Alternatives to the split collets include a disc with a slot cut in it and a retaining plate with a figure-of-eight elongated hole whose smaller half locks the spring in place and larger half allows the plate to be slid to one side to clear the valve stem for spring removal.

A disadvantage of any type of spring is its tendency to return to its at-rest position through a period of over-reaction. The principle is most easily illustrated by wedging a steel ruler at one end and flicking the other end downwards. For a short time, the ruler will vibrate up and down before coming to rest and exactly the same happens in the car's suspension system if a shock-absorber fails when the car will bounce up and down a number of times.

With the valve spring, this bouncing effect can literally result in the valve, especially at high speeds, bouncing on its seating and completely upsetting the engine's power output. It is also possible for the spring to break under conditions of excessive bounce with the remote possibility of the valve falling inside the cylinder. To overcome the perils of bouncing, coil springs may be wound so that their adjacent coils almost touch when the valve is fully opened. If bounce does occur, the touching of the coils will 'kill' the bouncing tendency with only a fleeting loss of power from the engine. Another solution to the problem is to wind the spring in a progressive fashion, with the coils nearer the cylinder head being closer than those at the top of the valve stem.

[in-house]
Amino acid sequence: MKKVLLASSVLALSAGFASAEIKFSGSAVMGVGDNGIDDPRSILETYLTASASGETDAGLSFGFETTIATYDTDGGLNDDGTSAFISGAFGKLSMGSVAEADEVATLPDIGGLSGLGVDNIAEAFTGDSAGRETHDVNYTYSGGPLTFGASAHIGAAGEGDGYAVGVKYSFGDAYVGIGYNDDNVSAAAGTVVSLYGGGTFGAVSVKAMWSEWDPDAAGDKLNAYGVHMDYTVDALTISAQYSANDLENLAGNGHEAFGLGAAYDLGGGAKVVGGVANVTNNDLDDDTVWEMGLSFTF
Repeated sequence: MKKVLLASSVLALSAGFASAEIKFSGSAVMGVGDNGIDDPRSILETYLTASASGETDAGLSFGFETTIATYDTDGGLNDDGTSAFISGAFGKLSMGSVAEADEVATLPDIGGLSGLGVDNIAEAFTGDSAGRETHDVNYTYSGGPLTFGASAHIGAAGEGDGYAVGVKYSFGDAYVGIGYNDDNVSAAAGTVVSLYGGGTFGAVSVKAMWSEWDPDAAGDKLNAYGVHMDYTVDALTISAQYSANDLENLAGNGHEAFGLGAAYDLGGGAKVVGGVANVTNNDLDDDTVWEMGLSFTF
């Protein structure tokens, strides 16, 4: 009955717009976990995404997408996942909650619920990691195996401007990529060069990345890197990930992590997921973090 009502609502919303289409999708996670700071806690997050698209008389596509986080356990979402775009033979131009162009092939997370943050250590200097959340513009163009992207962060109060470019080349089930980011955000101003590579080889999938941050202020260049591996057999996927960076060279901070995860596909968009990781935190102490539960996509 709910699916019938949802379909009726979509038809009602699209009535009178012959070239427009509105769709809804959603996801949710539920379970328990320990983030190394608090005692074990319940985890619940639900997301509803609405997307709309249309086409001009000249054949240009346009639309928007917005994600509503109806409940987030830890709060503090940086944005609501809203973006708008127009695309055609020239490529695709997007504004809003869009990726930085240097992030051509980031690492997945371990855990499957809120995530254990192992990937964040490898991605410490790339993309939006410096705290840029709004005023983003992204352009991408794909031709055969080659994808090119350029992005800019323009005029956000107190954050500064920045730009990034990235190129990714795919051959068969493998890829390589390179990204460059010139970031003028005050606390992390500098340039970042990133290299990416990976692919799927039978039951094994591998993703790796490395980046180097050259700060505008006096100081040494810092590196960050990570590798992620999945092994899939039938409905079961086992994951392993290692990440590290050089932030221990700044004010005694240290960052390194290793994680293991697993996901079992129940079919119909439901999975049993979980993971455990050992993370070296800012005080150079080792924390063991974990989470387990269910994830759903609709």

This breaks up the spring's bounce period. Yet another arrangement is to fit double or even triple springs one inside the other. The : differing rates of surge in the springs will help to cancel out : any tendency for surge to build up to the point of valve bounce. The life of valve springs is impossible to determine and r there are many cases of the original springs giving excellent service for 160,000 km and more. It is always possible for a valve spring to break and such a condition will usually . make itself felt in the form of misfiring. With double-springs, it is even less likely for breakage to occur but it is not always so easy to see such a defect when the inner spring breaks.

A compression test of each cylinder may reveal a defective spring, but a much more definite method is to use an electronic engine-analysis machine or, for the home mechanic, a vacuum gauge. The low cost of springs makes it worthwhile renewing the entire set when the cylinder head is removed for a top overhaul and it may be worthwhile checking to see if d stronger springs are approved by the car's makers to offer e higher engine speeds.